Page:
We know his defense isn't getting any better, and if his OPS falls let's say 15 points, he'll suddenly be a very marginal Major League corner outfielder. If he's your third best outfielder, you're doing ok. But if he's expected to be one of your best two or three players, you're not very good.
  • Starting center fielder: Nyjer Morgan
The man known in Pittsburgh as the "mayor of Morgantown" was magnificent in 49 games for Washington. Hitting .351 / .396 / .435 and playing some truly special outfield defense, Morgan finished the season ranked eighth among all qualified OFs in baseball in wins above replacement and became a one-man open-and-shut case for Mike Rizzo as permanent GM.

While Morgan's excellent defense should continue, his bat will almost certainly cool off at least a little, and probably a lot. His career average is .303 / .362 / .391. And while in DC his component stats were actually worse than his career rates. His walk rate was 5.4% (7.4% career), line drive rate was 19.5% (20% career), and his ISO power was .084 (.088 career). He did strike out less at 13.1% (17.0% career), but his 84.6% contact rate was actually lower than his career 84.6%, suggesting that his decline in strikeouts may not have been a result of improved contact skills.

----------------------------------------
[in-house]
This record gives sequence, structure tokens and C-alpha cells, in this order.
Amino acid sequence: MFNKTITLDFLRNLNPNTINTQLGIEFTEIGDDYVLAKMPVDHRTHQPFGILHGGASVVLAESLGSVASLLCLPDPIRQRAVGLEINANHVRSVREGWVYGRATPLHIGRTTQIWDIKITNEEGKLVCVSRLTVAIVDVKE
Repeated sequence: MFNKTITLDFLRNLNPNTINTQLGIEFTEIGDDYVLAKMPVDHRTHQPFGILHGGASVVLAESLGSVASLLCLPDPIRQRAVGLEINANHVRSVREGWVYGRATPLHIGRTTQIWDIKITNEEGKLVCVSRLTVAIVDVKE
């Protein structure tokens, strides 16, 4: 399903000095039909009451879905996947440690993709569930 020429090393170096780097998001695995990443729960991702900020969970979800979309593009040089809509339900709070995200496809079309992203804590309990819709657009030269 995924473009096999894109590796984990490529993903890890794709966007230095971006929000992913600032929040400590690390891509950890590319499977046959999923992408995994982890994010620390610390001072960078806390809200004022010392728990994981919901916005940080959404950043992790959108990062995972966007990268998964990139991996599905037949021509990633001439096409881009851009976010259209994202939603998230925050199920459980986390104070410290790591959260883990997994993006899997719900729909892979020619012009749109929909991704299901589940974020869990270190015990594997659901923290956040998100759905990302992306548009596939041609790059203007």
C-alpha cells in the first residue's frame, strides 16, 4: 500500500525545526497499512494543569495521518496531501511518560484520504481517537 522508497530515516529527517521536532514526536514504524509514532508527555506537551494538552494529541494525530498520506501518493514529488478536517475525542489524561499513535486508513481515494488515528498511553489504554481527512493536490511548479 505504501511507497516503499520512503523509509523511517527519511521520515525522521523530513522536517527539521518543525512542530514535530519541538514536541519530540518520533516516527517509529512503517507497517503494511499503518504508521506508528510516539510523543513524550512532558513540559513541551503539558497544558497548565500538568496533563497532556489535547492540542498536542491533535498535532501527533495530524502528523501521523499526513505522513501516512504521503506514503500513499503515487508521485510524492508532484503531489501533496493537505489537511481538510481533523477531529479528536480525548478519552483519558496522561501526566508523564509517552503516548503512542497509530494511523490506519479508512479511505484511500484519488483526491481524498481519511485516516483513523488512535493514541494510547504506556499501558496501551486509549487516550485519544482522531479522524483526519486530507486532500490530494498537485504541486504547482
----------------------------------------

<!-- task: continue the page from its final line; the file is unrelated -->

The reason Morgan was so much better in Washington than he'd ever been before was his .400 BABIP, a ridiculously high rate resulting from lots and lots and lots of seeing eye grounders, bloopers, etc.

Still, Morgan's speed, decent walk rate, and ability to keep the ball on the ground should allow him to keep his batting average around .280-.290 and his OBP around .350, which, combined with his excellent defense would still make him the best player on the team not named Zimmerman. He's just not going to be the best center fielder and lead-off man in baseball.
  • Starting right fielder: Elijah Dukes
In 2009, Elijah Dukes stayed mostly healthy and mostly out of trouble. Everyone, including me, assumed that if he could just do those two things, he'd be be an all-star (or at least average) real soon.